Subject: I have found a CD that I think you would enjoy
|James Blood Ulmer|
Love at the Bayerischer Hof
Genres: Blues, Jazz, Pop, R&B
Sounds like work
D. Moore | NH | 07/25/2009
(3 out of 5 stars)
"In the two years since Blues Preacher, it sounds like somebody handed James and Aubrey a copy of John McLaughlin's Inner Mounting Flame. They could do a lot worse than emulate the work of Billy Cobham and Mahavishnu, and there are parts of this that I rather enjoyed. Aubrey Dayle is a much better jazz drummer than he ever was pounding rock.
James, however, still needs to work on his jazz guitar skills OR simply get down to some serious blues stuff, which I suspect he's very capable of. Sometimes his licks are with it, but repeatedly, his improvisations go out of context and end up twisting in the wind like he's four.
I also think he should lose that wiggly little billy-goat-Yoko-style falsetto thing he does when singing a long note.
James Blood Ulmer plays funk
Nobody important | 06/30/2009
(4 out of 5 stars)
"This album is credited to The James Blood Ulmer Blues Experience, but this album isn't really a blues album. There is a distinct blues influence to this album (Ulmer has always shown some blues leanings), but this is closer to the type of funk found on Eddie Hazel's solo album, Games, Dames and Guitar Thangs. Of course, Ulmer's playing sounds nothing like Hazel-- that is just a point of reference. Ulmer's playing is as ragged as ever here, making this a compelling album of jittery, blues-influenced funk with only a few hints of jazz. This is somewhat similar to another Ulmer project, Third Rail, with Zig Modeliste, Bill Laswell and Bernie Worrell, but the Third Rail album (South Delta Space Age) leaned a bit more towards fusion, whereas this album sticks closer to funk. The recording quality is good on this live album, and the rest of the trio is in fine form as well, particularly Amin Ali, whose funk bass is critical to the success of the album. Ulmer gained notoriety as a follower of Ornette Coleman's free jazz, and his jittery style puts many people off. However, even his skeptics might be surprised by how well that style works in the context of raw, blues-inflected funk.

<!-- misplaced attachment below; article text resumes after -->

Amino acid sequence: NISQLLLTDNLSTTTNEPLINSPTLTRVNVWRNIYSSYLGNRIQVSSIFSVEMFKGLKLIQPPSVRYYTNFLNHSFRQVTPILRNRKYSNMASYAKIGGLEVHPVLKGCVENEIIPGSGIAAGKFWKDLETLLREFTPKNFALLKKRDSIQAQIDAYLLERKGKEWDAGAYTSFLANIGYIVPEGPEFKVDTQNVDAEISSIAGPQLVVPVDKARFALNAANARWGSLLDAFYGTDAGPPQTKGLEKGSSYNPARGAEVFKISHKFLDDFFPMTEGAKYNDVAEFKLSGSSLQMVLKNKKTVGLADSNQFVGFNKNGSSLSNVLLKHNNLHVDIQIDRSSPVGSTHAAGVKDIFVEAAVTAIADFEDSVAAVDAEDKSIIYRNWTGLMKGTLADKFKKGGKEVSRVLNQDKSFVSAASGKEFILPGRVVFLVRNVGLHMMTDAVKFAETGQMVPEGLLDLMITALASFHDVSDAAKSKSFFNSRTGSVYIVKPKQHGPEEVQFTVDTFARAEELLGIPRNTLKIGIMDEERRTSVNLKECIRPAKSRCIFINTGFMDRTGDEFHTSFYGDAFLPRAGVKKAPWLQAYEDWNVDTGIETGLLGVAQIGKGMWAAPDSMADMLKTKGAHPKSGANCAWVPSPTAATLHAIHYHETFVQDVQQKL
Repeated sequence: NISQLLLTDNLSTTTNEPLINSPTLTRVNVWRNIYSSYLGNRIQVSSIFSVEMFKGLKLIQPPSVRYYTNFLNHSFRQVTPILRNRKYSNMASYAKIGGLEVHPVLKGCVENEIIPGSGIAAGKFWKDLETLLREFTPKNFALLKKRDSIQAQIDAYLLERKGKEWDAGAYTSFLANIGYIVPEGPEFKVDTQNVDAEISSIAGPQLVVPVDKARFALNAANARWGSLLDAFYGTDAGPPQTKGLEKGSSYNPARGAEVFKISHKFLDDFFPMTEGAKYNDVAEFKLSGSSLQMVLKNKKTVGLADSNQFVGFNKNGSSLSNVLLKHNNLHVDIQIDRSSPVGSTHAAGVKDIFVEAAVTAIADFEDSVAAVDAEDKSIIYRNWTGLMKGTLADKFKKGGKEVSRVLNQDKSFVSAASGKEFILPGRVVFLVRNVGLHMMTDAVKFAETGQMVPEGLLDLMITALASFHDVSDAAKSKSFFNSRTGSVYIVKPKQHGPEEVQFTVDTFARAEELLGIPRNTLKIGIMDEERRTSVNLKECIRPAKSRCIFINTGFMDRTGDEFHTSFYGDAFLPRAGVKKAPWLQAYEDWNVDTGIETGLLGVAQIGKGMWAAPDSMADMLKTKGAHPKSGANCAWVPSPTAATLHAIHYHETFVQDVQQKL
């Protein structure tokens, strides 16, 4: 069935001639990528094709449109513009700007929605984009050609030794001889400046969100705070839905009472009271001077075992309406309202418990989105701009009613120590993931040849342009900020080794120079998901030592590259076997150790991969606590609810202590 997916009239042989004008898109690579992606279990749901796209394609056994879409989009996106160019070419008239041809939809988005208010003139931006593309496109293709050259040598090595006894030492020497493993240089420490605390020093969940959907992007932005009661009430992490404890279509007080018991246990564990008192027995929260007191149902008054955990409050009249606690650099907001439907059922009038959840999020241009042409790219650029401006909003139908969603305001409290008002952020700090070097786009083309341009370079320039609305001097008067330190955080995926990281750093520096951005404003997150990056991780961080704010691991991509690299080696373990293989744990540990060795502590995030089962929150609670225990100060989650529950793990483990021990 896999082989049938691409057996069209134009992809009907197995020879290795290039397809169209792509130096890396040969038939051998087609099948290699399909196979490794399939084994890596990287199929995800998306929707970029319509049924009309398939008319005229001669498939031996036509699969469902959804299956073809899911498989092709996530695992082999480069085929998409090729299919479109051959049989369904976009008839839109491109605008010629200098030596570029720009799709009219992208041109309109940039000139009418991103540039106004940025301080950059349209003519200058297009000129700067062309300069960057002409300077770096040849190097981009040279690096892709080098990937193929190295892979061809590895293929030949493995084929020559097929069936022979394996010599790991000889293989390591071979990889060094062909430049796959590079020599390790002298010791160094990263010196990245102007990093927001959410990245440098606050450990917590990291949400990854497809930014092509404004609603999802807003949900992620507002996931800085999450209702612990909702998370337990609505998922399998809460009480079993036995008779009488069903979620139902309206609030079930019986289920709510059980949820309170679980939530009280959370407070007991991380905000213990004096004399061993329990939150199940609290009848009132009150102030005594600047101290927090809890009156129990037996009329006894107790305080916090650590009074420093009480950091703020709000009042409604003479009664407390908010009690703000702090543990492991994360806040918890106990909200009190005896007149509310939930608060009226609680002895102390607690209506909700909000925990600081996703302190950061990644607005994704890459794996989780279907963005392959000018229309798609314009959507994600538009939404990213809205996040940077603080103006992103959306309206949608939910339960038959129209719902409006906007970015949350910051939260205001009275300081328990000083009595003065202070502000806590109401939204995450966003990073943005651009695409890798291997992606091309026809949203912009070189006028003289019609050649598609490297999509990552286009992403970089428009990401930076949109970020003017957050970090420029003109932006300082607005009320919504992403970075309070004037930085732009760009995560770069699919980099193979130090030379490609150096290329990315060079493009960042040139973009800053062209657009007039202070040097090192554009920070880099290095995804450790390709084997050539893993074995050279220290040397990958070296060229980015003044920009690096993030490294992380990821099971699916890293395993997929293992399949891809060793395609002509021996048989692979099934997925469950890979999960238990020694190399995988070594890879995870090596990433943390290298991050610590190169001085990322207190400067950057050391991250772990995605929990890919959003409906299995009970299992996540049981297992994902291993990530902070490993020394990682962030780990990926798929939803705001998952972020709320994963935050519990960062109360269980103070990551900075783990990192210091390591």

Further listening: The Soul of John Black's Good Girl Blues, or Black John. "The Soul of John Black" is actually Fishbone guitarist, John Bigham, who convincingly blends blues with funk."